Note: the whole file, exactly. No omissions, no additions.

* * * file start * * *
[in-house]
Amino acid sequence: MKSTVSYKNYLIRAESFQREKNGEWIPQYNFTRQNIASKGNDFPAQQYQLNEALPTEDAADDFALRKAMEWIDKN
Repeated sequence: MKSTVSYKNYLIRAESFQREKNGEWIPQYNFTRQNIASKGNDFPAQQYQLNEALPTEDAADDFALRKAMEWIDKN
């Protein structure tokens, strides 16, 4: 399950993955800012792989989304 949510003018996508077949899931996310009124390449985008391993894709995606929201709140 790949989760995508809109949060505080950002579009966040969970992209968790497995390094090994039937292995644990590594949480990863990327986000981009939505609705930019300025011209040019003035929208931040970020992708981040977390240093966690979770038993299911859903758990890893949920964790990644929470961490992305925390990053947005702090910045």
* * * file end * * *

[in-house]
Amino acid sequence: MKSTVSYKNYLIRAESFQREKNGEWIPQYNFTRQNIASKGNDFPAQQYQLNEALPTEDAADDFALRKAMEWIDKN
Repeated sequence: MKSTVSYKNYLIRAESFQREKNGEWIPQYNFTRQNIASKGNDFPAQQYQLNEALPTEDAADDFALRKAMEWIDKN
């Protein structure tokens, strides 16, 4: 399950993955800012792989989304 949510003018996508077949899931996310009124390449985008391993894709995606929201709140 790949989760995508809109949060505080950002579009966040969970992209968790497995390094090994039937292995644990590594949480990863990327986000981009939505609705930019300025011209040019003035929208931040970020992708981040977390240093966690979770038993299911859903758990890893949920964790990644929470961490992305925390990053947005702090910045």